As I read this, I began to cry. And I heard myself say, “That’s how I want to die. I want to run into the arms of my Father. That’s what all my stumbling runs have been about!”

One of my favorite traveling companions, a good friend on my spiritual journey, has been the woman bent double from St. Luke’s Gospel, a woman whom God healed. I like to think of her as bent double from fear and shame and loss of dignity.

He laid his hands on her. And at once she straightened up and she glorified God (Lk 13:12-13). Now she was able to do what she was created to do.

Pope John Paul II calls Jesus “the great promoter of women’s dignity … who in so doing at times caused wonder and surprise even to the point of scandal” (Dignity and Vocation of Women). The pope points out that Christ called this woman “a daughter of Abraham.” In the whole Bible the title “child of Abraham” had only been used of men.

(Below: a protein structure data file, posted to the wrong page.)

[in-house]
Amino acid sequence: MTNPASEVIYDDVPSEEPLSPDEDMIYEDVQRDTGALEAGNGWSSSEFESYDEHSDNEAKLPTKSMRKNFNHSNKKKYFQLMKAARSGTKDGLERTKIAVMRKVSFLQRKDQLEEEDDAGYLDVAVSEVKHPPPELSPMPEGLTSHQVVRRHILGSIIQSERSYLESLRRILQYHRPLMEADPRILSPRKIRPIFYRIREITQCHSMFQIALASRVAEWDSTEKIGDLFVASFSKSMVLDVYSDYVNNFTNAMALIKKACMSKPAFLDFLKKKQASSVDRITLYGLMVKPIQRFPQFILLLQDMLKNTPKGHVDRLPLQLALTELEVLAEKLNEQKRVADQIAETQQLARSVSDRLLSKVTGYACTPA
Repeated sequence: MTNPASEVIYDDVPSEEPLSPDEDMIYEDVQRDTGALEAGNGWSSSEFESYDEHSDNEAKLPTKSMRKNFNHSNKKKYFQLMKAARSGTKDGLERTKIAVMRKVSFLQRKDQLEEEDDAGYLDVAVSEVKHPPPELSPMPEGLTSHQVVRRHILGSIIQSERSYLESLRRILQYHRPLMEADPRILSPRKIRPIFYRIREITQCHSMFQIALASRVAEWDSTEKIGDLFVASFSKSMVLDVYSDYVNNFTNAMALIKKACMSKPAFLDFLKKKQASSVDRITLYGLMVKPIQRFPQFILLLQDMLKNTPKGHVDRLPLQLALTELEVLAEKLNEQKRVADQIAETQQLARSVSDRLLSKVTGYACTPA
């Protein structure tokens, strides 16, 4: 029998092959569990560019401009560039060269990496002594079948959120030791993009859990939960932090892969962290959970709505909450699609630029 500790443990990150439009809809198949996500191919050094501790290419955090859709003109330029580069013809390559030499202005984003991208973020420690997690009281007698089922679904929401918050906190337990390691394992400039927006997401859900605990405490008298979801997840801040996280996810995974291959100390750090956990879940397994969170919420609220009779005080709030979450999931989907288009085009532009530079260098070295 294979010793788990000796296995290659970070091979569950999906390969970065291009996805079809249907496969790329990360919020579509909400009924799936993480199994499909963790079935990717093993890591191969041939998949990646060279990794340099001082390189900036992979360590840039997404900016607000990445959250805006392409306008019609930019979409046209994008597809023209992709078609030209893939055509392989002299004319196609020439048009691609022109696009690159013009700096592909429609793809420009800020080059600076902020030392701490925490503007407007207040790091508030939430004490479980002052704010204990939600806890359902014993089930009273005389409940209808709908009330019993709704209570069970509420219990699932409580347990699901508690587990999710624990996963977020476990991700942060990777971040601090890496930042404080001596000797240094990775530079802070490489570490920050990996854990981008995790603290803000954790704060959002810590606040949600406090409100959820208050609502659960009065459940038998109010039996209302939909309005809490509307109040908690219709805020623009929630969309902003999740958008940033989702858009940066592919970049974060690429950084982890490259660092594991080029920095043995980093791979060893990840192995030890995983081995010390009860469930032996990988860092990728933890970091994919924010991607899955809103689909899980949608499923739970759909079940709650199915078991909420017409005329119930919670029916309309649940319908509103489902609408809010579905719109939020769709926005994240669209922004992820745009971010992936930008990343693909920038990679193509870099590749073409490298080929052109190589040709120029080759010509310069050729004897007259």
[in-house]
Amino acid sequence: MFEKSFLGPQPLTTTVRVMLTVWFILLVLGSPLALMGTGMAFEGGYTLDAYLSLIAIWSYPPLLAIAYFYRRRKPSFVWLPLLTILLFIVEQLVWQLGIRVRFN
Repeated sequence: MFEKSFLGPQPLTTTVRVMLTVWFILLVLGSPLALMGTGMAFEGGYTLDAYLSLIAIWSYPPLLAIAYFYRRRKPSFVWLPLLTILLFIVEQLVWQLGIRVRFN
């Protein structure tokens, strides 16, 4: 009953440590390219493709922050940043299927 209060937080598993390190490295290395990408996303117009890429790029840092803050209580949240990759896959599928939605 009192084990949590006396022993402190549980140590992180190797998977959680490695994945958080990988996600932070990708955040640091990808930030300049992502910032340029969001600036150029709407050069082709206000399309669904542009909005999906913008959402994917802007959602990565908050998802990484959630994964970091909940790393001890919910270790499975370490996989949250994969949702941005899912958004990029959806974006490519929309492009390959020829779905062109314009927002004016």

For me, part of the call to stand upright has been to renounce the inner lies I have believed, the inner vows I have made because of them, and the judgments I have made against those who hurt me.

I’d like to finish with the words of an ancient Holy Saturday homily.


“Christ has gone to free the captives Adam and Eve. He took their hands and said:

“‘Awake, O sleeper, rise from the dead, and Christ will give you life. Out of love for you and for all your descendants, I now command all who are held in bondage to come forth. I did not create you to be held prisoner in hell.

“Rise up, work of my hands. You were created in my image. Rise. Let us leave this place, for you are in me and I am in you. Together we form one person and we cannot be separated. The enemy led you out of an earthly paradise. I will not restore you to that paradise, but I will enthrone you in heaven! The kingdom of heaven has been prepared for you from all eternity.”

From Restoration, January 2002